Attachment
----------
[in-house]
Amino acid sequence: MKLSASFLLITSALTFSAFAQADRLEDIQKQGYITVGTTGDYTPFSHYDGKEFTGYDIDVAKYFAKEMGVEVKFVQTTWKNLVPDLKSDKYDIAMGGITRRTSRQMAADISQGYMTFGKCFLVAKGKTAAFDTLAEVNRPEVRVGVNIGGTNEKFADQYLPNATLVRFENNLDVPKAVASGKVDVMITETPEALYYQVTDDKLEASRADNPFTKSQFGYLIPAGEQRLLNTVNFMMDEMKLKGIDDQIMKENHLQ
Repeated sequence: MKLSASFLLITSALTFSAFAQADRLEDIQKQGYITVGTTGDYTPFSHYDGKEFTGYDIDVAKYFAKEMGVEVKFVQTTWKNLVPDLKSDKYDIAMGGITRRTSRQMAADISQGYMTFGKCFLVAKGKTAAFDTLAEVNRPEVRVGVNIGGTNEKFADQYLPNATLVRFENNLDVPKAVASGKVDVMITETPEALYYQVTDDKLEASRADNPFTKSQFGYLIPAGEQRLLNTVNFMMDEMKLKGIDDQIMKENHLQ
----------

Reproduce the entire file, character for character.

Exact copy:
[in-house]
Amino acid sequence: MKLSASFLLITSALTFSAFAQADRLEDIQKQGYITVGTTGDYTPFSHYDGKEFTGYDIDVAKYFAKEMGVEVKFVQTTWKNLVPDLKSDKYDIAMGGITRRTSRQMAADISQGYMTFGKCFLVAKGKTAAFDTLAEVNRPEVRVGVNIGGTNEKFADQYLPNATLVRFENNLDVPKAVASGKVDVMITETPEALYYQVTDDKLEASRADNPFTKSQFGYLIPAGEQRLLNTVNFMMDEMKLKGIDDQIMKENHLQ
Repeated sequence: MKLSASFLLITSALTFSAFAQADRLEDIQKQGYITVGTTGDYTPFSHYDGKEFTGYDIDVAKYFAKEMGVEVKFVQTTWKNLVPDLKSDKYDIAMGGITRRTSRQMAADISQGYMTFGKCFLVAKGKTAAFDTLAEVNRPEVRVGVNIGGTNEKFADQYLPNATLVRFENNLDVPKAVASGKVDVMITETPEALYYQVTDDKLEASRADNPFTKSQFGYLIPAGEQRLLNTVNFMMDEMKLKGIDDQIMKENHLQ